zlib, gzip and HTTP compression.
alanmk at hotmail.com
Sun Jan 13 00:08:16 CET 2002
Yes, that was exactly the problem. I am running on win2k and winnt4.
By adding the lines
The entire problem went away!
I never realised that stdout was doing character translation. So using
thinking that this was giving me a raw binary write, and bypassing
possible "print" related character translation, was the wrong
So the character translation was happening on the file descriptor
itself? Is that standard C behaviour? Has it been that long since I
coded in C? :-) Even then, I never did any stdio coding on dos/win32.
After many hours of struggling with this, I hadn't really gotten any
further. I had discovered that some files compressed and transmitted
correctly with the code that I had, whereas other did not. I'm sure
now that if I go back, I'll find that the gzipped files that didn't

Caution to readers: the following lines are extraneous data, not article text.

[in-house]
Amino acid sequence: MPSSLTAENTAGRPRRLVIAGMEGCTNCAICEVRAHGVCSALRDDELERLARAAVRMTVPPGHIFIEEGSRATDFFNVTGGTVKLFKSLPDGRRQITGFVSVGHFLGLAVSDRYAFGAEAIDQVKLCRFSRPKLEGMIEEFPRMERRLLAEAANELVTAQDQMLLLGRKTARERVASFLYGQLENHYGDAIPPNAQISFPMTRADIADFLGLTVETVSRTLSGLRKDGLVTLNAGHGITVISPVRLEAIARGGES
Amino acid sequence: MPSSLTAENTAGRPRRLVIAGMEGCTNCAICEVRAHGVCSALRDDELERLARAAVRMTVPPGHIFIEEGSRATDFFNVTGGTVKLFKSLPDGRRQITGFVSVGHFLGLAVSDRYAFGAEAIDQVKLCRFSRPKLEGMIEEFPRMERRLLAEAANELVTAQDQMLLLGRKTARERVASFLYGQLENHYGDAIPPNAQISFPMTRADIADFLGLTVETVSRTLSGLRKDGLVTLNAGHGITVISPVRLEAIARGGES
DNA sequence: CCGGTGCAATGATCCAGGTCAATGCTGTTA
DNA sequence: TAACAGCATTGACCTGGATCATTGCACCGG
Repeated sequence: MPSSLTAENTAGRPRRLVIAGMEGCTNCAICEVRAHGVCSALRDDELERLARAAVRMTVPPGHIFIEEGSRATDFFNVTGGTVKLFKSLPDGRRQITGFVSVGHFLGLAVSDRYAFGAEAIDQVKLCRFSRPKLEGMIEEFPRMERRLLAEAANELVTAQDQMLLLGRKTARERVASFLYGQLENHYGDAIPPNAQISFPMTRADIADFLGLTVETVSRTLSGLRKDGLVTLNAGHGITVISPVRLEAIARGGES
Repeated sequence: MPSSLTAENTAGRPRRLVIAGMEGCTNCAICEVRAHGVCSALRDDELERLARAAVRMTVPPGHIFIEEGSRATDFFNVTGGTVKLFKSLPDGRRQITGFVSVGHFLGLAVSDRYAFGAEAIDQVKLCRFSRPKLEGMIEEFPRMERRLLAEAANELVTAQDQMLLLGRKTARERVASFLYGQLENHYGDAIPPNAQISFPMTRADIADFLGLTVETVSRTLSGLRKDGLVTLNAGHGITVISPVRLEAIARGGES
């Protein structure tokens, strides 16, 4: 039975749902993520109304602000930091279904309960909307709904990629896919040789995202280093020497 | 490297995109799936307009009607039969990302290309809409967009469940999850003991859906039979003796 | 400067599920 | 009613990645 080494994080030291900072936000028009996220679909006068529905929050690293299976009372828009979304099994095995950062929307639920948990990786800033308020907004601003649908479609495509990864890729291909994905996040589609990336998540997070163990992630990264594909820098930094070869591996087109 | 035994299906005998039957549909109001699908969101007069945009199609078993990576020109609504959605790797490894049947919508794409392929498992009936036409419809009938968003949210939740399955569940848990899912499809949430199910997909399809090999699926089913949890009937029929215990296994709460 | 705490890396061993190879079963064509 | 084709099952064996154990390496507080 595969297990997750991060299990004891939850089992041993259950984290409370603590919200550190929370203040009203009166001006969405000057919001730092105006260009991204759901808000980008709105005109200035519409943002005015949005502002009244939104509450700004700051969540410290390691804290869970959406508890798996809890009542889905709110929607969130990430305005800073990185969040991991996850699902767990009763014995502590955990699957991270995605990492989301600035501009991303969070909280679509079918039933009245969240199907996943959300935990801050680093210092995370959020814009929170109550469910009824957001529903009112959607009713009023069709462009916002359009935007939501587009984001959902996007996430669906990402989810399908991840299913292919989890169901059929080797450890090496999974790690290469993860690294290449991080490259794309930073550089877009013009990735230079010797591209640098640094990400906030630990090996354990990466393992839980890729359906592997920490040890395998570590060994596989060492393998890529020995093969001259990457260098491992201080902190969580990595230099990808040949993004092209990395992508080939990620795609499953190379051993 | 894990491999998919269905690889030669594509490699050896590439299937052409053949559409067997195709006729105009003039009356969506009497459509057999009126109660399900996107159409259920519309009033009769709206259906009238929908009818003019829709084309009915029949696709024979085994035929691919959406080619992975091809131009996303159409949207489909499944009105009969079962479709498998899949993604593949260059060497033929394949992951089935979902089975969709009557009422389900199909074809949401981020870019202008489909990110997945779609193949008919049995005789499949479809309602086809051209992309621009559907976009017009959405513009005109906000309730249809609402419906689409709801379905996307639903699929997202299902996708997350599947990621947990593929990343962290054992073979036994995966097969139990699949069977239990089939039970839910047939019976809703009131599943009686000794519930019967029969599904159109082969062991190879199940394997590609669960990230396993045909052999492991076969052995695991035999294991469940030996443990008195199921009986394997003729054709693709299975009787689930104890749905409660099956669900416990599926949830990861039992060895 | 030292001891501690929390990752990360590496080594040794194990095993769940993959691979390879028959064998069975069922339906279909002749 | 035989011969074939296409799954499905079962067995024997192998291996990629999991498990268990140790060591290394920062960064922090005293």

work contained 0x0A.
Whew! That's a relief!
Thanks to all who helped out with hints, tips, suggestions and
Andrew MacIntyre <andymac at bullseye.apana.org.au> wrote in message news:<mailman.1010859382.21963.python-list at python.org>...
> On 11 Jan 2002, Alan Kennedy wrote:
> > There is obviously some small detail that I am missing, such as
> > character translation during the print statement(?), one extra byte
> > need somewhere, etc?
> > ------------------------------------------
> > #! C:/python21/python.exe
> From the above I'd guess that you're using Cygwin. On Windows (MSVC or
> Cygwin) or OS/2 (VACPP or EMX/gcc), stdout (which is what print uses) will
> be in text mode - ie newline characters get translated to CRLF. If your
> compressed data has a newline character (LF) in it, this will result in a
> corrupted output stream.
> You'll need to find a way to change stdout to binary mode ('wb'). At the
> moment I don't know of a practical way to do this with either OS/2 port,
> and have no information about the Win32 ports.
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